Capital Region Cares Capital Region Cares 2017-2018 - Page 83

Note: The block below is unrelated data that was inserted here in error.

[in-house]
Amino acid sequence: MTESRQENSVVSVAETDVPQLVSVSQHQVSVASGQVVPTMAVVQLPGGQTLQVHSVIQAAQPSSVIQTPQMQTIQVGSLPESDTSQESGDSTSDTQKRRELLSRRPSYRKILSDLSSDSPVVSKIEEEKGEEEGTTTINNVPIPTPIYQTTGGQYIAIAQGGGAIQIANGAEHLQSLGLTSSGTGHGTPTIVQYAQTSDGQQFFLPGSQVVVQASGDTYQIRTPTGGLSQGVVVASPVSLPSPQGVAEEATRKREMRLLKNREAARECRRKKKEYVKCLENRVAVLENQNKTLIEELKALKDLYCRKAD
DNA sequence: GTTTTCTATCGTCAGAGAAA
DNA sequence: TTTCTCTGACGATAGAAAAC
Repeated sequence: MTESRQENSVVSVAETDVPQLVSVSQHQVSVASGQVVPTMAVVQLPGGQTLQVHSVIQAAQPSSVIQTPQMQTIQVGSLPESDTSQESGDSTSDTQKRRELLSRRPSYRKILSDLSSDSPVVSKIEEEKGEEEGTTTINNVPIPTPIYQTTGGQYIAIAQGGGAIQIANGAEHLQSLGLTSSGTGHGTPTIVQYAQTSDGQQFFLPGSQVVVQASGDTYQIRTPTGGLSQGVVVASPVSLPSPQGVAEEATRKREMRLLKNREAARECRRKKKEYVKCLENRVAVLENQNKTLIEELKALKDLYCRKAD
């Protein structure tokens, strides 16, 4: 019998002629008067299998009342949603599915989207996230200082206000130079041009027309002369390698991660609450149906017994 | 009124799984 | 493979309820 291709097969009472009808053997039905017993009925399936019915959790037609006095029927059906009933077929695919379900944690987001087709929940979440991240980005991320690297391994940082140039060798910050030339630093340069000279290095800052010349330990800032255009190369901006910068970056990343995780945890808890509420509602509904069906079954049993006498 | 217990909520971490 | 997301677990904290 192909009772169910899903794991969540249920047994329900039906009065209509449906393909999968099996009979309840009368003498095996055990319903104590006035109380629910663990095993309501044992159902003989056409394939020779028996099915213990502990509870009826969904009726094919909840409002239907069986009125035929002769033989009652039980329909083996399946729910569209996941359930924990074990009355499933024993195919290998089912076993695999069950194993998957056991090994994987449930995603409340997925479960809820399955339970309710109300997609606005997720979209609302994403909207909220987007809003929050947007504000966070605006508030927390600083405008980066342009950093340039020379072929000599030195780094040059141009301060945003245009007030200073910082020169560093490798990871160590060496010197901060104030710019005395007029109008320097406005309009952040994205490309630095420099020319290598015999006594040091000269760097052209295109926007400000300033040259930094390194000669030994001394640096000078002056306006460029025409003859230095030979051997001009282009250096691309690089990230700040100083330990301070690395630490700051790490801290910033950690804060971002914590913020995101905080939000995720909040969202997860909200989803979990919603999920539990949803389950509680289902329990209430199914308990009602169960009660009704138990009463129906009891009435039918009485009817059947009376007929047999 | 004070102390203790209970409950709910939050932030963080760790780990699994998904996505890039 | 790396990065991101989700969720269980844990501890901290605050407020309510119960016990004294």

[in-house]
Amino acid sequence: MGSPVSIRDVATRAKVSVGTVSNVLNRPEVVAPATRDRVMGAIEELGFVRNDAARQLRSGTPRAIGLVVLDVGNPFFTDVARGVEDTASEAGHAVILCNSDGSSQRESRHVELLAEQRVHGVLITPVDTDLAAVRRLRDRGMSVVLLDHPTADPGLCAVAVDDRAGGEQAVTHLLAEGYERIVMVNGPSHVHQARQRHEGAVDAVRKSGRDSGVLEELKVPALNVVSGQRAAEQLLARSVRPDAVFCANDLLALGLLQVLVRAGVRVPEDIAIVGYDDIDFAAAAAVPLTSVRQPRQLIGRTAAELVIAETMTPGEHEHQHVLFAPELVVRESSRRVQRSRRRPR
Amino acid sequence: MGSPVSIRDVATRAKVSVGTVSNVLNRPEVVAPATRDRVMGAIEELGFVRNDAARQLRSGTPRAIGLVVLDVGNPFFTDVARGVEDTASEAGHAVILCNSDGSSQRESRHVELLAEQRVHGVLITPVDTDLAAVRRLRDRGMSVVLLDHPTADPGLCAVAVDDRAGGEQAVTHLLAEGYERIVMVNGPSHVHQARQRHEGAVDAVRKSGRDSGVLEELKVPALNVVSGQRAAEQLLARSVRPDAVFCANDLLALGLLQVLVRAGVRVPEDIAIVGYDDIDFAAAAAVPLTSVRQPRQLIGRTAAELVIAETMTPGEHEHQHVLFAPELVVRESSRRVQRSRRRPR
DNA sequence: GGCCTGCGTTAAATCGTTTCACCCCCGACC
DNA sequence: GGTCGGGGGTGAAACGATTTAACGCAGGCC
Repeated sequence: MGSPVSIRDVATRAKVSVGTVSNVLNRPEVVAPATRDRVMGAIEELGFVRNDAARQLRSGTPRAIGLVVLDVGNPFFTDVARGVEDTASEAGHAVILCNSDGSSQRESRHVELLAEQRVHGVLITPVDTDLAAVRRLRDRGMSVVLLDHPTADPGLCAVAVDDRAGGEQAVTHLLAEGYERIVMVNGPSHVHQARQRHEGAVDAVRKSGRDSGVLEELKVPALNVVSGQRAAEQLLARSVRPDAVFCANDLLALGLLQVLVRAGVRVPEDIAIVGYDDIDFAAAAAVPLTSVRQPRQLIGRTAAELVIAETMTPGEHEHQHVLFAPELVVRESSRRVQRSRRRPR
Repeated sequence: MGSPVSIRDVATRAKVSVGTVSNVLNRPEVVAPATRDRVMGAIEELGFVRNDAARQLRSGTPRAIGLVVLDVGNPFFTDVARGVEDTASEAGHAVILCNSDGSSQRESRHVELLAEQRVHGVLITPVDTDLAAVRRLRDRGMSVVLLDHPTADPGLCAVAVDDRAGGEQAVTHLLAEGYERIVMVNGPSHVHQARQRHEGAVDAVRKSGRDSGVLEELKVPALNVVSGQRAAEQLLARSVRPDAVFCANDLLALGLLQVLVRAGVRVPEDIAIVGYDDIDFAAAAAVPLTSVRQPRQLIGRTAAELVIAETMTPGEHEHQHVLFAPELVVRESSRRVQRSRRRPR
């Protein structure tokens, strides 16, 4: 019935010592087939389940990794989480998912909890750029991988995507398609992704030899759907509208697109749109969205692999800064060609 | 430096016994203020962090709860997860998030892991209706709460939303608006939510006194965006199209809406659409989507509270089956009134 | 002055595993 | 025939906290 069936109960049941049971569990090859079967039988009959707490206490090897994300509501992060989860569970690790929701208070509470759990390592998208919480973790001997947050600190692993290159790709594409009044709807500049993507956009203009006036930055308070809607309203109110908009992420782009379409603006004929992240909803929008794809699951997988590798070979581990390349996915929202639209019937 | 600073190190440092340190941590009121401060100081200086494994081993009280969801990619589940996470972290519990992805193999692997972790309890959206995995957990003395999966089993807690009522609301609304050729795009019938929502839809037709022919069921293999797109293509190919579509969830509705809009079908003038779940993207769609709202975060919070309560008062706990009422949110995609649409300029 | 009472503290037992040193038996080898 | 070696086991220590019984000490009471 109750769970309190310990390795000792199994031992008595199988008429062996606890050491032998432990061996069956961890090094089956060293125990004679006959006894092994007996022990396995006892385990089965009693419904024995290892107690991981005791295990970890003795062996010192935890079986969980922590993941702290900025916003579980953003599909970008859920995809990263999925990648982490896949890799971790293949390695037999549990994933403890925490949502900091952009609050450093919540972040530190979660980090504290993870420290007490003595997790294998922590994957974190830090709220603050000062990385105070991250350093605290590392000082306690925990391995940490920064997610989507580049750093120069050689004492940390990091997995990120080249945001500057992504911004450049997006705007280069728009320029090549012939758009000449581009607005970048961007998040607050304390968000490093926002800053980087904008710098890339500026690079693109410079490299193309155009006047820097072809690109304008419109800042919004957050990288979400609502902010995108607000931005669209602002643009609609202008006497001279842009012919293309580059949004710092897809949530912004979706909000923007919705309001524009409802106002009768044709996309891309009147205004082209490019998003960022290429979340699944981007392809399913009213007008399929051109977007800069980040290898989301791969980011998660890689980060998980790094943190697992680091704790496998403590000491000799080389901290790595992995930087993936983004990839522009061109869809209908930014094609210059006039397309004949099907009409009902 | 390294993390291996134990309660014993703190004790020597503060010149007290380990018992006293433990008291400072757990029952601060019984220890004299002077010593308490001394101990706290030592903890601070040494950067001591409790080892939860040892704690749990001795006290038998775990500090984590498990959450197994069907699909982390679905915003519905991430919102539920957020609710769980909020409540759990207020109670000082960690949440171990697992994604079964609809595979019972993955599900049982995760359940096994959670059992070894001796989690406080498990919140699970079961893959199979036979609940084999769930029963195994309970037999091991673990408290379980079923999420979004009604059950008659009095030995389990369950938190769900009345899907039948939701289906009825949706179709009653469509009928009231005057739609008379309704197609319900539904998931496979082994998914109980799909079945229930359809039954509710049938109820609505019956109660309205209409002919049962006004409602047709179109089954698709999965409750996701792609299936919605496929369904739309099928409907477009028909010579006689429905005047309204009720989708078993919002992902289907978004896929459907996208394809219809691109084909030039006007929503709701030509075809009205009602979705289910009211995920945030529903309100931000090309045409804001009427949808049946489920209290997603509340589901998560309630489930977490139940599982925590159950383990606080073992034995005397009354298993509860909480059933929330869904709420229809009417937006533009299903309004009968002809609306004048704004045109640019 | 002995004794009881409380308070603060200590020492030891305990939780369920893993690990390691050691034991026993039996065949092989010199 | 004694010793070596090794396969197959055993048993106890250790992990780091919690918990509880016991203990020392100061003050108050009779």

Left: A panel of retired and current nurses discuss the obstacles they have faced as African-Americans in nursing careers at Yes 2 Kollege’s inaugural nursing conference last year. Above: Conference participants hear from nurses and health care professionals about what their career path could look like. the salaries and what motivates some- one to do nursing,” she says. “They hear testimonies they can relate to, that build confidence, and take that home.” In 2015, the California State Senate designated August as African-Amer- ican Women’s Health Legacy month, Chandler says, which is why she de- cided to hold the annual conference during that time. This year’s con- ference, held on Aug. 26, included discussions on nursing technology, a panel on the need for African-Ameri- can nurses, free healthcare screenings and a job fair. There will also be an- other round of scholarship application assistance and mentorship pairings, Chandler says. The nonprofit also offers a men- torship program to middle and high school students, as well as a job shad- owing program each July. To date, Chandler says, they’ve helped find mentors for nearly 300 students in the Sacramento area, or about 70 students annually. “We want to help people wherever they are in their career and show them a path to whatever level they want to get to,” Chandler says. n Robin Epley is the former associate editor for Comstock’s. On Twitter @robin_epley. | 2017 CAPITAL REGION CARES 83